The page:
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Spark+slag / april 2017
Carrie Anton, Contributor

Boxing Benefits Go Outside of Ring

Looking to get in fighting shape? Boxing – pounding the punching bag and jabbing your way through a workout – is sure to leave you down for the count.

While a fight-based sweat session can help you achieve the knockout body of your dreams, boxing goes beyond physical benefits by training your body and brain to go toe-to-toe with anyone who oversteps personal boundaries. dogpound-dara-self-defense-8

Boxing Beyond Fitness

Thanks to professional female fighters and social-media-posting celebs making the ring a more welcome space for women, boxing is growing in popularity.

Yes, getting in shape is a big part of why women are slipping on gloves, but some approach boxing class specifically with self-defense in mind.

Dara Hart  of New York City’s The DogPound, the choice gym of many A-listers, says women’s increased interest in boxing can be summed up in one word: “empowerment.”

“It’s about feeling empowered and strong and being able to hold your own,” says Hart. “It can feel so good to break out of what’s expected. Feeling badass and strong when you throw a punch is what makes women in a boxing class want to return.”

Self-Safety Techniques

In or out of the ring, boxing techniques serve as a solid self-defense foundation.

Punching: From the jab to the uppercut to the hook, the punches you learn in a boxing class can help if you’re ever in a dangerous situation. The more you practice, the more your body will grow in strength. Moreover, boxing techniques teach you where to aim your punches to deliver the most effective self-protection.

Space: While introductory boxing classes do not include sparring – fighting with another person in a contained space – individuals who progress to this advanced level learn that owning the space you’re in is key to a successful fight.

dogpound-dara-self-defense-7 “A lot of times women don’t want to take up too much space, and we apologize for things that we do as women,” says Hart. “But with boxing, when I’m taking up space and moving in that space it feels really good. I’m in total control.”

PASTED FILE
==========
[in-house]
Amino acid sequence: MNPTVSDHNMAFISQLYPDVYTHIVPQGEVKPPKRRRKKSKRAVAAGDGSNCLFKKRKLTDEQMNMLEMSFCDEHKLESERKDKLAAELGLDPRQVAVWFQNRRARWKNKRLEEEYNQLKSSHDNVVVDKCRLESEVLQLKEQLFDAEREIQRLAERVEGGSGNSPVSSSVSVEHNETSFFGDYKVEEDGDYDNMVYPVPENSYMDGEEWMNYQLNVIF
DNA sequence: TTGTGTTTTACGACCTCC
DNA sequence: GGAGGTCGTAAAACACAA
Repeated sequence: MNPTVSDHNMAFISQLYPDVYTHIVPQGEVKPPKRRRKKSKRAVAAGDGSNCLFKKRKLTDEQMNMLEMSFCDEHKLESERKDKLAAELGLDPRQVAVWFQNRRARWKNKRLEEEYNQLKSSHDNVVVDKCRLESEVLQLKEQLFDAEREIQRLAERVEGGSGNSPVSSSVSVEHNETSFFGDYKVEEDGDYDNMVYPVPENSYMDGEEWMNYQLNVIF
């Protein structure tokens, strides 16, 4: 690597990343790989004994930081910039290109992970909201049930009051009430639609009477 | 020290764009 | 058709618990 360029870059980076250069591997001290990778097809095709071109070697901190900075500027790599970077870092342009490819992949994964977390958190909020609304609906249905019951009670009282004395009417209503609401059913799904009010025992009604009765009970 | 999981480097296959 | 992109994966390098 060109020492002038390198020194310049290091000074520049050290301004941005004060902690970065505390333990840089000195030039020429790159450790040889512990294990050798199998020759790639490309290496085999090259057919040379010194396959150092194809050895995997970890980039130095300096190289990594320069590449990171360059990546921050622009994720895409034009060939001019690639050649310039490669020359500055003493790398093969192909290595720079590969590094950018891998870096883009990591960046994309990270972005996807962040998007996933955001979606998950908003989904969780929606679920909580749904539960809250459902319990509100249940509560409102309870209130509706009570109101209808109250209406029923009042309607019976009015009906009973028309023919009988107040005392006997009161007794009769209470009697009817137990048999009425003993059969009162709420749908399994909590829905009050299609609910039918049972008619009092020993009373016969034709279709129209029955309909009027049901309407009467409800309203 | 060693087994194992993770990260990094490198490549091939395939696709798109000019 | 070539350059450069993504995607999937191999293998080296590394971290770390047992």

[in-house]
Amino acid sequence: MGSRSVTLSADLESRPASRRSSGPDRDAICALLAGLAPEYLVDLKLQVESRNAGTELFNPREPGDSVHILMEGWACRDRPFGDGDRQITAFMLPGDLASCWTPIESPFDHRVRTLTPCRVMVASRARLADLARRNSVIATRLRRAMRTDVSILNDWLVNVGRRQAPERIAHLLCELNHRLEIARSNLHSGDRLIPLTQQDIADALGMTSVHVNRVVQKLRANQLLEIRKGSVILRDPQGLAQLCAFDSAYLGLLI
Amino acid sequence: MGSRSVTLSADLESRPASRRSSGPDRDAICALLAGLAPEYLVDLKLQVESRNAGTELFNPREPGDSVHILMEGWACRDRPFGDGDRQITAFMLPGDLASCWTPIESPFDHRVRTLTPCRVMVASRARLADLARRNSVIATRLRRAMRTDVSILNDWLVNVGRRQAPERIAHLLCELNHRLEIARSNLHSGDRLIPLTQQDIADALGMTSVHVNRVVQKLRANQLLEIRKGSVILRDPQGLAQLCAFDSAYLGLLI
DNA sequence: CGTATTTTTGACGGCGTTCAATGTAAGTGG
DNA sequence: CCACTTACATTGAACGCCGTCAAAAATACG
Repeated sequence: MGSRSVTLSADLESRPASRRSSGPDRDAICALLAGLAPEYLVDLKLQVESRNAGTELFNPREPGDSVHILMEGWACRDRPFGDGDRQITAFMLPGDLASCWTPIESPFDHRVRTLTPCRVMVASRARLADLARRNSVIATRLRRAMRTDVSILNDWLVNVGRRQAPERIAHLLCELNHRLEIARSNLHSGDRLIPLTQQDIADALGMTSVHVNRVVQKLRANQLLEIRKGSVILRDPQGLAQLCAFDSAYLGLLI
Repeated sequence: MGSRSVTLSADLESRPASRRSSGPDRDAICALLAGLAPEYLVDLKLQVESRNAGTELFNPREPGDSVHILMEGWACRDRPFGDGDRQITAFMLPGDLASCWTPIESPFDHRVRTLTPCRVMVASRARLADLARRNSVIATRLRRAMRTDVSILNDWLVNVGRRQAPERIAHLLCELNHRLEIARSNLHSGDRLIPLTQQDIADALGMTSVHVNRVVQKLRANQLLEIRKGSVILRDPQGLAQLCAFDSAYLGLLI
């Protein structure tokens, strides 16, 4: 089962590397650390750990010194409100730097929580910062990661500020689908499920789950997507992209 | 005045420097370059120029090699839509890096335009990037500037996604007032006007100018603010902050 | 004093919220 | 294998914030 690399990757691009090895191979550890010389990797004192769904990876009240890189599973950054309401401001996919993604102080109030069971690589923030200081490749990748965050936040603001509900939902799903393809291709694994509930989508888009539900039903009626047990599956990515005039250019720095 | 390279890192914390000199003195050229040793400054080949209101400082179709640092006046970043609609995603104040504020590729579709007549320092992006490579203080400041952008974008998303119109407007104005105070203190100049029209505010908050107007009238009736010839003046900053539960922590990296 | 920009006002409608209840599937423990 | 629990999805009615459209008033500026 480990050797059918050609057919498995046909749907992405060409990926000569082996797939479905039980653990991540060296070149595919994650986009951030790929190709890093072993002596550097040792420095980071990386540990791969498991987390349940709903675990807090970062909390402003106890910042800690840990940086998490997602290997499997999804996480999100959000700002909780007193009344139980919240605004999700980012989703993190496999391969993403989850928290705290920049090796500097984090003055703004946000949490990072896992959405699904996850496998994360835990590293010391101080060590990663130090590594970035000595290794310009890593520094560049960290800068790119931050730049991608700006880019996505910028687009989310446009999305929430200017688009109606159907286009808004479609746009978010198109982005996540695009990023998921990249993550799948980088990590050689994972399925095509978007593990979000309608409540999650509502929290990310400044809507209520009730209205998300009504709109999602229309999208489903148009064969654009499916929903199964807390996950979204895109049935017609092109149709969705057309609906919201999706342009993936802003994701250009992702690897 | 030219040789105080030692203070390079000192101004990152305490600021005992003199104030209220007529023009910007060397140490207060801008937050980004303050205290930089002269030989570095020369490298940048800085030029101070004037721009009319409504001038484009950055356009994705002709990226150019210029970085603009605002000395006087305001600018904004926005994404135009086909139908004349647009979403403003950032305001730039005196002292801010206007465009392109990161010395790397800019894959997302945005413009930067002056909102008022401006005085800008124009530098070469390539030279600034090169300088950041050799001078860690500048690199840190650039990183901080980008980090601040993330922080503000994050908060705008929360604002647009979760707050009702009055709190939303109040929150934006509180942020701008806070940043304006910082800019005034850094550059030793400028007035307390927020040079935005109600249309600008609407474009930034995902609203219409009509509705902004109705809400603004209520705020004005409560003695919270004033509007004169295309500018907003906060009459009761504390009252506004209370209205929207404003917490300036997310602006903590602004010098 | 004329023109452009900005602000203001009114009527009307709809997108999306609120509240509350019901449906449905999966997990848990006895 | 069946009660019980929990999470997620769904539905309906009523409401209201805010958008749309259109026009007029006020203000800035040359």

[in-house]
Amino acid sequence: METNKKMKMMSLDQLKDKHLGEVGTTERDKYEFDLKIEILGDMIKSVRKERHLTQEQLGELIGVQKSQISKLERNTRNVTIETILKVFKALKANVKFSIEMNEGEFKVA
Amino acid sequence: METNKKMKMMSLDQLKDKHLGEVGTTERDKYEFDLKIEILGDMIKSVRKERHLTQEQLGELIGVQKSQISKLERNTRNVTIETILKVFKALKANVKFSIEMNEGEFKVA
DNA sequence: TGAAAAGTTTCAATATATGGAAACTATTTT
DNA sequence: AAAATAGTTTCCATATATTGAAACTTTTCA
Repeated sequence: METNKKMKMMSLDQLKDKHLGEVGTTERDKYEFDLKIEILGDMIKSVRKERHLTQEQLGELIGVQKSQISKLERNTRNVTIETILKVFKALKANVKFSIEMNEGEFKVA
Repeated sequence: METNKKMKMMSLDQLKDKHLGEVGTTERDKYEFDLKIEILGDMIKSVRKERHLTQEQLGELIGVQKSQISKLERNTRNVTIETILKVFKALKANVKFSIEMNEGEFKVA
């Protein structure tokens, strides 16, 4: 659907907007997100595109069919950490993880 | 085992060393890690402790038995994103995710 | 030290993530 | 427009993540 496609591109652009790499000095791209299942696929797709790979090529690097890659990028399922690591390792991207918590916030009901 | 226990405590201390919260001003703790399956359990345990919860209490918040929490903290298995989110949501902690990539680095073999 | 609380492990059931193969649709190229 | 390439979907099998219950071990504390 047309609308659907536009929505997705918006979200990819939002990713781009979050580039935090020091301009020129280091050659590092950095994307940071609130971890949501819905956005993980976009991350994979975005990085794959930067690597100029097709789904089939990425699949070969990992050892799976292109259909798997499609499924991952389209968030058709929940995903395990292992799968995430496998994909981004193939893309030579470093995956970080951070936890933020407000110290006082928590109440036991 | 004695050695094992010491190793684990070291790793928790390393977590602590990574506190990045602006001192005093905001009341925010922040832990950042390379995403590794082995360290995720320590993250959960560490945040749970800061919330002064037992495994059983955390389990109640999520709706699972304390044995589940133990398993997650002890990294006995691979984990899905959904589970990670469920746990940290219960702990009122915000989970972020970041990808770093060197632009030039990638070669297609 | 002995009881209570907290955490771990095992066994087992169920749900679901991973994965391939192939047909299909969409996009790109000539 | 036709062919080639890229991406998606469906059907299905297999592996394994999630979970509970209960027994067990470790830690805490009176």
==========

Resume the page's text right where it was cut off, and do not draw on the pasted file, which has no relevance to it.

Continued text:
Defense: If the best offense really is a good defense, then learning how not to get hit may be even better than physically fighting an attacker.

“It’s about learning how to protect yourself from a punch so that you don’t get hurt,” says Hart regarding techniques such as slipping, blocking, dodging, and ducking as great ways to stay safe.

Footwork: Jumping rope isn’t just to get your heart pumping; its underlying purpose is to teach individuals how to stay light and balanced on their feet. In the case of a personal attack, the more balanced you are, the less likely you are to fall down while defending yourself.

Awareness: Staying safe in everyday life requires being aware of your surroundings at all times. It’s the same when sparring in the ring. Where is your opponent? How is he or she encroaching on your space?

Fatigue: The intense cardio training with boxing is intended to keep you in a fight for as long as it takes; in the event of an attack, having experience fighting while fatigued is more applicable than ever. The better your boxing skills, the more likely you’ll be able to wear out your opponent.

A Self-Defense Mindset

Boxing is sure to teach you physical techniques that will help to defend against dangerous situations, but of equal importance is getting your mind in shape.

“As a woman, finding yourself in a situation where you don’t feel safe or comfortable, it’s good to have an inner confidence that you know how to protect yourself,” says Hart.

But that confidence comes with practice.

Hart explains that when she trains new female clients they habitually get flustered.

“It’s because fighting goes against the grain of what we’ve been taught as females,” says Hart.

“Your whole life you’re told not to hit anyone or fight, so it goes against what we’ve learned,” she continues. “I hope never to use my boxing skills in everyday life but like with all aspects of fitness, I see the benefits of boxing being the positive effects it can have on our minds not just our bodies.”


Inspired to sign up for your first boxing class? Tweet @Reebok to let us know how it goes. 

Spark+slag / april 2017
Carrie Anton, Contributor